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Front Syst Neurosci. 2014 May 13;8:57. doi: 10.3389/fnsys.2014.00057. eCollection 2014.

The evolutionary neuroscience of musical beat perception: the Action Simulation for Auditory Prediction (ASAP) hypothesis.

Author information

  • 1Department of Psychology, Tufts University Medford, MA, USA.
  • 2Swartz Center for Computational Neuroscience, Institute for Neural Computation, University of California San Diego La Jolla, CA, USA.

Abstract

EVERY HUMAN CULTURE HAS SOME FORM OF MUSIC WITH A BEAT:

a perceived periodic pulse that structures the perception of musical rhythm and which serves as a framework for synchronized movement to music. What are the neural mechanisms of musical beat perception, and how did they evolve? One view, which dates back to Darwin and implicitly informs some current models of beat perception, is that the relevant neural mechanisms are relatively general and are widespread among animal species. On the basis of recent neural and cross-species data on musical beat processing, this paper argues for a different view. Here we argue that beat perception is a complex brain function involving temporally-precise communication between auditory regions and motor planning regions of the cortex (even in the absence of overt movement). More specifically, we propose that simulation of periodic movement in motor planning regions provides a neural signal that helps the auditory system predict the timing of upcoming beats. This "action simulation for auditory prediction" (ASAP) hypothesis leads to testable predictions. We further suggest that ASAP relies on dorsal auditory pathway connections between auditory regions and motor planning regions via the parietal cortex, and suggest that these connections may be stronger in humans than in non-human primates due to the evolution of vocal learning in our lineage. This suggestion motivates cross-species research to determine which species are capable of human-like beat perception, i.e., beat perception that involves accurate temporal prediction of beat times across a fairly broad range of tempi.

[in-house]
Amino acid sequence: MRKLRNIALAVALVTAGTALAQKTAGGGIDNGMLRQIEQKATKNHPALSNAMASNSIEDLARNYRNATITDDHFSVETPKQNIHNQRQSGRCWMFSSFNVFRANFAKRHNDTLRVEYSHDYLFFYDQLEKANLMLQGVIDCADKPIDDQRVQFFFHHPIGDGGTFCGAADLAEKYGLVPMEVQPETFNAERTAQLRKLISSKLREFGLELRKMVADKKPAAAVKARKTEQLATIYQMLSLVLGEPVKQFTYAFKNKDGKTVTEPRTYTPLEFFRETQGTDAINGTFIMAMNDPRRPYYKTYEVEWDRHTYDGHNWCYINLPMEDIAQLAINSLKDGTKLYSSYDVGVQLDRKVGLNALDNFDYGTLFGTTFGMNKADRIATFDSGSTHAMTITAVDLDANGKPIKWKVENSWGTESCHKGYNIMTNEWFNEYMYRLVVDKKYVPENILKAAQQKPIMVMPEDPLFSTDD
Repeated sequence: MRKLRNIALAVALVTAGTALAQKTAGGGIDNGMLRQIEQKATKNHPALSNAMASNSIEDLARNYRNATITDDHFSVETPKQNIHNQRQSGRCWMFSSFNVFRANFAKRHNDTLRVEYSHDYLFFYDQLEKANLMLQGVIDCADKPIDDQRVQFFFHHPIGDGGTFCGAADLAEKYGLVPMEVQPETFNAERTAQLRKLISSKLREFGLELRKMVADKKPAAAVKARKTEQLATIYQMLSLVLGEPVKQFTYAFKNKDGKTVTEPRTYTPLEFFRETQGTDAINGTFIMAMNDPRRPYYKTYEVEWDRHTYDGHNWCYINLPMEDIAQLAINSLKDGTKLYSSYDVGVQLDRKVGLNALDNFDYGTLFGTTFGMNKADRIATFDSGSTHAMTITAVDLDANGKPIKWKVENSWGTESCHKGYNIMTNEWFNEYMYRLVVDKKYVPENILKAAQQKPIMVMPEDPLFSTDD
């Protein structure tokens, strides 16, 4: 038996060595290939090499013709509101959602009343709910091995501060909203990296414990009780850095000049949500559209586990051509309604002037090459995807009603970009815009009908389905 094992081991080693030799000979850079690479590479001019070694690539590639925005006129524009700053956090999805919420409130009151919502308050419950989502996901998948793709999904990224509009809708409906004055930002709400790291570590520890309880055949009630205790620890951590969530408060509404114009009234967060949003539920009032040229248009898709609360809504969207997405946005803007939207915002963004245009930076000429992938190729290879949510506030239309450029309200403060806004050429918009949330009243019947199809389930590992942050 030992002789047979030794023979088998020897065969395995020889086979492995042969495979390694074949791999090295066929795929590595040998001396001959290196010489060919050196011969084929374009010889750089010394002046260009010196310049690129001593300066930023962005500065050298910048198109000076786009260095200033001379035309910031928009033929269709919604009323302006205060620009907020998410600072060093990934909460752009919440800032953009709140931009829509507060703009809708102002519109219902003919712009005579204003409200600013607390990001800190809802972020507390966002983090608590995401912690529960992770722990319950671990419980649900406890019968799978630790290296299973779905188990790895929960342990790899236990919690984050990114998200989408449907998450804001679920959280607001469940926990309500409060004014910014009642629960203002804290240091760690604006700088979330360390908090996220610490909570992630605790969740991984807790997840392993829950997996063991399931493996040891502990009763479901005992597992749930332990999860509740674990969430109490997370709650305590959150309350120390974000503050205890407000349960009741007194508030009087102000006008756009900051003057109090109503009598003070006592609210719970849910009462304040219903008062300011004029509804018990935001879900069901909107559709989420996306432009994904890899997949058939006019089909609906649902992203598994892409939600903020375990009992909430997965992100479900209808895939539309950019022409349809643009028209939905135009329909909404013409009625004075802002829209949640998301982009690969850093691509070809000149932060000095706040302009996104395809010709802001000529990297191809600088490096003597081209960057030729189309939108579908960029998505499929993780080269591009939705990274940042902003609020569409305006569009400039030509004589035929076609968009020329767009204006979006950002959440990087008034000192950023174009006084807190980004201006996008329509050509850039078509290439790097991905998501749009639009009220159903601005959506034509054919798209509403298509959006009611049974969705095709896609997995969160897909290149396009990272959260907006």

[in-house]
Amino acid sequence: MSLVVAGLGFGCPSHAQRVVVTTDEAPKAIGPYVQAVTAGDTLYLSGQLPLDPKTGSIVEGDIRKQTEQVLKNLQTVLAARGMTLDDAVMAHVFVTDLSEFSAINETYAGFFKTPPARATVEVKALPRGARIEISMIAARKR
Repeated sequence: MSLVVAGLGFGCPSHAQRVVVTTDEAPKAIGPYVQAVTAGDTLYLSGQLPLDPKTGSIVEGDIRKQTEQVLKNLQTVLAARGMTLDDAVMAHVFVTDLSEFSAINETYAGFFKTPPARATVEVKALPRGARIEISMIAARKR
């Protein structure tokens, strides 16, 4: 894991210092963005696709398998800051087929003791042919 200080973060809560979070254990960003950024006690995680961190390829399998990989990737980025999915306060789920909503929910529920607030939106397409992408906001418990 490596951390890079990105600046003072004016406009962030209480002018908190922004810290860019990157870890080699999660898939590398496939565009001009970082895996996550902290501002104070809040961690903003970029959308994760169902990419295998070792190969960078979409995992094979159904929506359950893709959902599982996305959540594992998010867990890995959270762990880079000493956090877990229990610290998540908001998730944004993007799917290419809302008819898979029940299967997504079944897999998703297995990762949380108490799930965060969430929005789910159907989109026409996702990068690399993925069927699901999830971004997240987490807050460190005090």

KEYWORDS:

brain; comparative psychology; evolution; music cognition; rhythm perception

PMID:
24860439
[PubMed]
PMCID:
PMC4026735
Free PMC Article

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